COMPLETE ABSENCE OF FEEDBACK

The advantages of the coaxial transducers are the complete absence of feedbackWrong. This really isn't a major issue with a modeler, since guitars are much less prone to uncontrolled feedback than mics, but no loudspeaker is even approximately "immune to feedback." It is possible to maximize gain before feedback with a well-designed loudspeaker, but, by itself, coaxial configuration does not guarantee this.

and, thanks to the coherent single spherical wave frontMarket-speak. A "spherical wavefront" is not only not possible with a real-world loudspeaker, it is not generally desirable. Producing a coherent wavefront necessitates a coaxial design, but it requires that other elements be addressed as well.

with a perfect dispersion control, a perfect listening in every position.That's more market-speak for a possible, but definitely not automatic, attribute of a coaxial design. Here's a link to brief article on some of the considerations involved in the design of coaxial loudspeakers: http://frazierspeakers.com/download/coax.pdf. You may find some useful information in this document.

Scott Peterson
01-25-2012, 06:46 PM
Scott, I know Jim is looking for FRFR for mostly clean sounds and for that, and based on your video review, these look great, I hope one works for him. I'm looking for FRFR too and would consider this or the 12", but I do a couple songs with controlled feedback and the following snippet from their website below worries me. Can you get feedback from these things? -cp

COMPLETE ABSENCE OF FEEDBACK

The advantages of the coaxial transducers are the complete absence of feedback and, thanks to the coherent single spherical wave front with a perfect dispersion control, a perfect listening in every position.

I'm not Scott, but I can help you here:

Wrong. This really isn't a major issue with a modeler, since guitars are much less prone to uncontrolled feedback than mics, but no loudspeaker is even approximately "immune to feedback." It is possible to maximize gain before feedback with a well-designed loudspeaker, but, by itself, coaxial configuration does not guarantee this.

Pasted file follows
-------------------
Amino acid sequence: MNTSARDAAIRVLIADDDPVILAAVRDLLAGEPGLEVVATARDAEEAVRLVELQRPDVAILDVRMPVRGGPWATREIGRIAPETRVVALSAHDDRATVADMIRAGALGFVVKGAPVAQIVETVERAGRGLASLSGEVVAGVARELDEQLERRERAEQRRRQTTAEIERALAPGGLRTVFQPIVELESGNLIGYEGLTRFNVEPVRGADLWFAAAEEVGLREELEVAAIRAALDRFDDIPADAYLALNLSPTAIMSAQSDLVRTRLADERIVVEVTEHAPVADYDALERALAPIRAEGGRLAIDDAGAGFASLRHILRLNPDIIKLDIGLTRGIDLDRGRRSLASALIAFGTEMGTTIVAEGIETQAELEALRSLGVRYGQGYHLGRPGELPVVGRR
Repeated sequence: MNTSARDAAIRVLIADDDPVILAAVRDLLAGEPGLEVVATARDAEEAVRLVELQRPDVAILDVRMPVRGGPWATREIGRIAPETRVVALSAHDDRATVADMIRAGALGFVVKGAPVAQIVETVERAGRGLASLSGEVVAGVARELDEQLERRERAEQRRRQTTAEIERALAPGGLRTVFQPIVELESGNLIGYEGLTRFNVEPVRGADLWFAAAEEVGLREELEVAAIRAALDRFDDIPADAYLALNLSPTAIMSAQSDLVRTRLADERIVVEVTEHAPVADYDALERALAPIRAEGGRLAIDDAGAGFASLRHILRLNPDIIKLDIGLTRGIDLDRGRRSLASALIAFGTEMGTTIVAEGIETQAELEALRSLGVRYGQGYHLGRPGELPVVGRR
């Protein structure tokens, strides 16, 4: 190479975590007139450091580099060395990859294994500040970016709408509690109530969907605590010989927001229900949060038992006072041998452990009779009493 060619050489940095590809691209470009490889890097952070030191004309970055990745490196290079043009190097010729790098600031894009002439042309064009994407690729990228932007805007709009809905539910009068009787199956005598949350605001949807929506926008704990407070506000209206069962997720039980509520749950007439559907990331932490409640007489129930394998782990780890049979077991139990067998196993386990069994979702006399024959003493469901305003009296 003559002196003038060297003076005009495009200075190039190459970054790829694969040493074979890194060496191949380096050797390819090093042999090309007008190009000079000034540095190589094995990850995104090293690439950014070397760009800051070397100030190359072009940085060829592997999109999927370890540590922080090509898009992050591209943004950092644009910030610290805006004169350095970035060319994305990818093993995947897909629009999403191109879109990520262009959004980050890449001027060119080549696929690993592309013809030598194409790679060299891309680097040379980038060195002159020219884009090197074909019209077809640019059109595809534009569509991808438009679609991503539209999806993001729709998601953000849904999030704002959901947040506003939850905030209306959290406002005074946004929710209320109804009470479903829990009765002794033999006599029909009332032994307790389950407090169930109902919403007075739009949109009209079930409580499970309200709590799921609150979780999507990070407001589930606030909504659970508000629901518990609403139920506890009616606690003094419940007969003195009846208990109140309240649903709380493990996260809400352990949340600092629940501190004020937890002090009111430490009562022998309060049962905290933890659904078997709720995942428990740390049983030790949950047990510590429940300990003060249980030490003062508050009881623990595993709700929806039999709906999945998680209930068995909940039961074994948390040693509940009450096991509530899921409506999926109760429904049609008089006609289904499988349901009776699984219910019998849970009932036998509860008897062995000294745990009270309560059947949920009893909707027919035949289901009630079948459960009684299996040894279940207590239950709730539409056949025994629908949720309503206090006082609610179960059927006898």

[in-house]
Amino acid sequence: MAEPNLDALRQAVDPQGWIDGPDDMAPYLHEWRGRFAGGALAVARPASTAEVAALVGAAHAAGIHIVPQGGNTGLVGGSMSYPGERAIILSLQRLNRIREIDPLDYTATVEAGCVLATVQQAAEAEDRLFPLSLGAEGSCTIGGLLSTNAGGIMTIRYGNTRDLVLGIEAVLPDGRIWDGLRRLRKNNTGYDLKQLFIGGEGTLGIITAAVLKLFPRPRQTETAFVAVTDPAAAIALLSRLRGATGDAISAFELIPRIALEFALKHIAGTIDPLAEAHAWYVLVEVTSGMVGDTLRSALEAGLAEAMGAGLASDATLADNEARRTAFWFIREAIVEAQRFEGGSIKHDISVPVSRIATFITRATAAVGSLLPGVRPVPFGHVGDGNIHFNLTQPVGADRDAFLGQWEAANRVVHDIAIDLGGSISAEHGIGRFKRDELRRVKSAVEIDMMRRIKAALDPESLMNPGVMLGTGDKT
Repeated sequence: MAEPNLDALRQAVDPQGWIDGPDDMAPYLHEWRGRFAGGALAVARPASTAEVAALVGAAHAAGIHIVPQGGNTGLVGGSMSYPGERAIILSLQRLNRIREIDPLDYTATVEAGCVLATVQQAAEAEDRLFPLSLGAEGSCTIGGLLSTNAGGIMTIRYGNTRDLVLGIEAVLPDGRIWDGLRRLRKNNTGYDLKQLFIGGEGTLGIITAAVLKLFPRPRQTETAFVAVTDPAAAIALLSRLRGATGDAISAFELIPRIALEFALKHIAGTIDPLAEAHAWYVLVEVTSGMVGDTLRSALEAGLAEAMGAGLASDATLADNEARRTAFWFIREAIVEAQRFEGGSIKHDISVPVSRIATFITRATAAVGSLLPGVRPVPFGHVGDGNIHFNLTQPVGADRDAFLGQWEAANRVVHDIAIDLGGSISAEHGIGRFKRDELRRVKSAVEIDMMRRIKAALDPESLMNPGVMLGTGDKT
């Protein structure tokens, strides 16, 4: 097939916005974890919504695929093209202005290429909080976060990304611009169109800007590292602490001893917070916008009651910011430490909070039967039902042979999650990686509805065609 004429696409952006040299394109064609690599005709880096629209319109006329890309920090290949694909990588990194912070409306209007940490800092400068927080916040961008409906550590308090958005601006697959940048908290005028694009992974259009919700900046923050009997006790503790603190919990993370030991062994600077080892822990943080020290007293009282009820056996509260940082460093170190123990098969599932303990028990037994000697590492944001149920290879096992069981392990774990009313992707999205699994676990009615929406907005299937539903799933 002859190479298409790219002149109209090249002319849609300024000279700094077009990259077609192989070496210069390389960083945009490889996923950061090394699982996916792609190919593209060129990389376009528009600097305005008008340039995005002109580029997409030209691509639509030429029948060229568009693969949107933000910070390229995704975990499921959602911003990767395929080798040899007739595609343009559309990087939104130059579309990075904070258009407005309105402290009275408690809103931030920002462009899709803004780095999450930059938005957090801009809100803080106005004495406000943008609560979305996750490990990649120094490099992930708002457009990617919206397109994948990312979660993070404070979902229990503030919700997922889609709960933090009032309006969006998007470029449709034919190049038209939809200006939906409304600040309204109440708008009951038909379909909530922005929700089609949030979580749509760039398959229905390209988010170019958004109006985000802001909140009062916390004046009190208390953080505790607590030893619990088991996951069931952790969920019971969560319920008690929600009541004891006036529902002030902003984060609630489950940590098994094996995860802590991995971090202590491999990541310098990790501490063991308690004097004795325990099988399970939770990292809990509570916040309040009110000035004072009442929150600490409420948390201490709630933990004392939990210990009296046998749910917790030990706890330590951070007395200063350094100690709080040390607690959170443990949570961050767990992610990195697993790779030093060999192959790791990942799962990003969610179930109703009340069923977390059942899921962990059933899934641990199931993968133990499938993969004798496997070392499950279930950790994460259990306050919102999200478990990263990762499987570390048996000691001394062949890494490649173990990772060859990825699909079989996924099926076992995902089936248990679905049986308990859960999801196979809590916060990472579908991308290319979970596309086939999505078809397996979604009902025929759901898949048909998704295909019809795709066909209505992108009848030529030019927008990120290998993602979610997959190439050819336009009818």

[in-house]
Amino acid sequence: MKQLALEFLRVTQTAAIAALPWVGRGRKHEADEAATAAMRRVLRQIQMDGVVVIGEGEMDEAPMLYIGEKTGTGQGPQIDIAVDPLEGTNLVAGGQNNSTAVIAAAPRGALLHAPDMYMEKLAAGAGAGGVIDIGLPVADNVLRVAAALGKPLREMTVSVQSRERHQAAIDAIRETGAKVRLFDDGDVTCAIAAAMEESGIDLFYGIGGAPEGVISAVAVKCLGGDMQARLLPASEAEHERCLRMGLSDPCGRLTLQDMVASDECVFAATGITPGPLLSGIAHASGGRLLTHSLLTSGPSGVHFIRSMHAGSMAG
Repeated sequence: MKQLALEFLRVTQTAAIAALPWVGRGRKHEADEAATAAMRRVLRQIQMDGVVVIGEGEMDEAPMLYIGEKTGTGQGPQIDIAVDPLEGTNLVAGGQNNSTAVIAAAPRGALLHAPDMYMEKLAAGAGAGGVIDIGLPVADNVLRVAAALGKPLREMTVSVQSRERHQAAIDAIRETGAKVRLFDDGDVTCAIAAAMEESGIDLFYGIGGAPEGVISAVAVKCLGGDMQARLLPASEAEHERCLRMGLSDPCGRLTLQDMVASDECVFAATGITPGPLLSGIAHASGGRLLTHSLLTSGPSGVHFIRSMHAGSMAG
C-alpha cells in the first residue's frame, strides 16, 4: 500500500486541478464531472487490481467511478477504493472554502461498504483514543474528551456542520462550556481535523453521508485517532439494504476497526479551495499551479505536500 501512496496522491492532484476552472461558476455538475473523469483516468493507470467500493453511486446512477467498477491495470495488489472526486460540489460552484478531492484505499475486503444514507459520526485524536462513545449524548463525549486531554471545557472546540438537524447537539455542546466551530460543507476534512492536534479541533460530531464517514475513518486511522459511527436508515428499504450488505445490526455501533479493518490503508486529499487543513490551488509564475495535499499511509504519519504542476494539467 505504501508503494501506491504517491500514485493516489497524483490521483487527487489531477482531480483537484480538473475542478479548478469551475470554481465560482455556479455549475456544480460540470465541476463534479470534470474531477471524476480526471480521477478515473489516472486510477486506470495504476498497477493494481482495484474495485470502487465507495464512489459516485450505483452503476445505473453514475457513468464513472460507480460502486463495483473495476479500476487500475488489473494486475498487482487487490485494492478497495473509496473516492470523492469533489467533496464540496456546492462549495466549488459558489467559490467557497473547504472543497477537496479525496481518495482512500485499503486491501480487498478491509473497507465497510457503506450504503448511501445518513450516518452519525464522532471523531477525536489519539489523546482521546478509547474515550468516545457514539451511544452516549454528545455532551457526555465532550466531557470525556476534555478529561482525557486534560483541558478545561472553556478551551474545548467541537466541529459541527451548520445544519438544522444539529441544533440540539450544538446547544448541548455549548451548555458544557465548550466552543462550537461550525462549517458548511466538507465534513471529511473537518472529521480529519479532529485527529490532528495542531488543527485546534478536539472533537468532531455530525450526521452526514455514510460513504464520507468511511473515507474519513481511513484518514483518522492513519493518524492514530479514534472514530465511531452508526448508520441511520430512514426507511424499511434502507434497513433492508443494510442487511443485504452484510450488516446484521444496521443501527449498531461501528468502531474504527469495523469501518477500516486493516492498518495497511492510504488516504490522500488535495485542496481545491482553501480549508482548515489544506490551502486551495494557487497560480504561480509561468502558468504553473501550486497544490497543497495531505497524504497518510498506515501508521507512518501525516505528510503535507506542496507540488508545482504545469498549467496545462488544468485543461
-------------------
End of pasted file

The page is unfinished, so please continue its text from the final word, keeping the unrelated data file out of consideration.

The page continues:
Market-speak. A "spherical wavefront" is not only not possible with a real-world loudspeaker, it is not generally desirable. Producing a coherent wavefront necessitates a coaxial design, but it requires that other elements be addressed as well.

That's more market-speak for a possible, but definitely not automatic, attribute of a coaxial design. Here's a link to brief article on some of the considerations involved in the design of coaxial loudspeakers: http://frazierspeakers.com/download/coax.pdf. You may find some useful information in this document.

Jay did the heavy lifting for me.

I have been a professional in the advertising industry for over 25 years... I am not interested in ad-speak and marketing claims; and I am intimately and instantly familiar with it when I see it.

I am a pretty straightforward guy - I need to hear, use, work with something before I give it an opinion. Somethings I dig and will babble on about, somethings I feel are crap. I post the truth as I hear it; but I only do that with gear I have firsthand knowledge of.

Remember that all the powered wedges, save for the Atomic, have been designed NOT with modeling guitarists looking for FRFR solutions... but for vocalists that fight stage feedback from their mic. What RCF is talking about - as Jay notes - is maximum gain BEFORE feedback. The NX series are midline products; some would argue entry level/low end professional level. Just truth. They feedback with a guitar very easily, just as you'd want it to... depending of course on your guitar, preset, gain, volume, etc.. Simple physics. The RCF does *not* have any sort of digital hocus-pocus feedback filter in it, which might be what you are assuming it does. Not so. It simply allows you maximum volume because it focuses the sound from a coaxial speaker instead of a separate horn.... and the separate horns create feedback hell for vocalists far easier than a coaxial speaker does. In other words, don't sweat it as a guitarists cranking your modeler through it. :D